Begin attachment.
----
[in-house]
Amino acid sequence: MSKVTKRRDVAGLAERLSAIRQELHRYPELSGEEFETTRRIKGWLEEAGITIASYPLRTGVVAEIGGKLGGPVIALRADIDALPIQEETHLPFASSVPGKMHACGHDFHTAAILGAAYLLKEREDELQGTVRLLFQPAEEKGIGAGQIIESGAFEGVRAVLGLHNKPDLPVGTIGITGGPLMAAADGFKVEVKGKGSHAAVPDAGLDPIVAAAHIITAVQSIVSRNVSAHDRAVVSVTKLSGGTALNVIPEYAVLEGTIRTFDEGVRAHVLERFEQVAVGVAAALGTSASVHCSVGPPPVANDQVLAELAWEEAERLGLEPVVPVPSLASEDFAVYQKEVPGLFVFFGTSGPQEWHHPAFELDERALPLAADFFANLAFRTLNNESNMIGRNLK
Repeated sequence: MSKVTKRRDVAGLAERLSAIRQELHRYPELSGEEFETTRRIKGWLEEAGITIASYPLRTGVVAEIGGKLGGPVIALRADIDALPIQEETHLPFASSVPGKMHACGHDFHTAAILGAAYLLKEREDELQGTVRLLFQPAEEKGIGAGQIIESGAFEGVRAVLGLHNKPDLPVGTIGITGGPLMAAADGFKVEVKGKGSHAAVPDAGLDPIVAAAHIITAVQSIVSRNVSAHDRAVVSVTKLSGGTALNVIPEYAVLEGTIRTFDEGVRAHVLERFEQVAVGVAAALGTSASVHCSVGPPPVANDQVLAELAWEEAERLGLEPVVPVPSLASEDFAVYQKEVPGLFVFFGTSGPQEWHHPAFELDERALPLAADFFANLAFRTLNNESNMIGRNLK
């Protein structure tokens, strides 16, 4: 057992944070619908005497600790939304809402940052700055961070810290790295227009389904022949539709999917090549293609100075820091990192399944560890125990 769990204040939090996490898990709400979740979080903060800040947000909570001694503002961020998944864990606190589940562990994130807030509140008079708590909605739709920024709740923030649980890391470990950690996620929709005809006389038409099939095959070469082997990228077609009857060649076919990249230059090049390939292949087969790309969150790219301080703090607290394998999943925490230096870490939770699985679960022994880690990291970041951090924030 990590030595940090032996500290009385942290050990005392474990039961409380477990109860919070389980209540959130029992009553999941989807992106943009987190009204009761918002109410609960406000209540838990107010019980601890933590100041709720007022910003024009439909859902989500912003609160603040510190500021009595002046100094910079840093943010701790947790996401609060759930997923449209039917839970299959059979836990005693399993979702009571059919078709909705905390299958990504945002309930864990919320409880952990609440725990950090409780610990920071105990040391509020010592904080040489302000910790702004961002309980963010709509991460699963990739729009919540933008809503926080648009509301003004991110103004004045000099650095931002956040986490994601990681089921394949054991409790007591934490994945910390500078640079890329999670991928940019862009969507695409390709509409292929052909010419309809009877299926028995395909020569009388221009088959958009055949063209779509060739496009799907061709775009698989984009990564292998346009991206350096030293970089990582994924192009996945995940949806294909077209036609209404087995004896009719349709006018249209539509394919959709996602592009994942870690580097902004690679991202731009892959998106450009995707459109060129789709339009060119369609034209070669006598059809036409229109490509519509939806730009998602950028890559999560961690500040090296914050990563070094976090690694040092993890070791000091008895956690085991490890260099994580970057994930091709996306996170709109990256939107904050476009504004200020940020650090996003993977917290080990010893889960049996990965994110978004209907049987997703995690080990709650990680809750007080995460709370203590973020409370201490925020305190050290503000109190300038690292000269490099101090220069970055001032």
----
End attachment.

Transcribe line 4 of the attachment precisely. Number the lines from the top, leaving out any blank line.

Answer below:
């Protein structure tokens, strides 16, 4: 057992944070619908005497600790939304809402940052700055961070810290790295227009389904022949539709999917090549293609100075820091990192399944560890125990 769990204040939090996490898990709400979740979080903060800040947000909570001694503002961020998944864990606190589940562990994130807030509140008079708590909605739709920024709740923030649980890391470990950690996620929709005809006389038409099939095959070469082997990228077609009857060649076919990249230059090049390939292949087969790309969150790219301080703090607290394998999943925490230096870490939770699985679960022994880690990291970041951090924030 990590030595940090032996500290009385942290050990005392474990039961409380477990109860919070389980209540959130029992009553999941989807992106943009987190009204009761918002109410609960406000209540838990107010019980601890933590100041709720007022910003024009439909859902989500912003609160603040510190500021009595002046100094910079840093943010701790947790996401609060759930997923449209039917839970299959059979836990005693399993979702009571059919078709909705905390299958990504945002309930864990919320409880952990609440725990950090409780610990920071105990040391509020010592904080040489302000910790702004961002309980963010709509991460699963990739729009919540933008809503926080648009509301003004991110103004004045000099650095931002956040986490994601990681089921394949054991409790007591934490994945910390500078640079890329999670991928940019862009969507695409390709509409292929052909010419309809009877299926028995395909020569009388221009088959958009055949063209779509060739496009799907061709775009698989984009990564292998346009991206350096030293970089990582994924192009996945995940949806294909077209036609209404087995004896009719349709006018249209539509394919959709996602592009994942870690580097902004690679991202731009892959998106450009995707459109060129789709339009060119369609034209070669006598059809036409229109490509519509939806730009998602950028890559999560961690500040090296914050990563070094976090690694040092993890070791000091008895956690085991490890260099994580970057994930091709996306996170709109990256939107904050476009504004200020940020650090996003993977917290080990010893889960049996990965994110978004209907049987997703995690080990709650990680809750007080995460709370203590973020409370201490925020305190050290503000109190300038690292000269490099101090220069970055001032």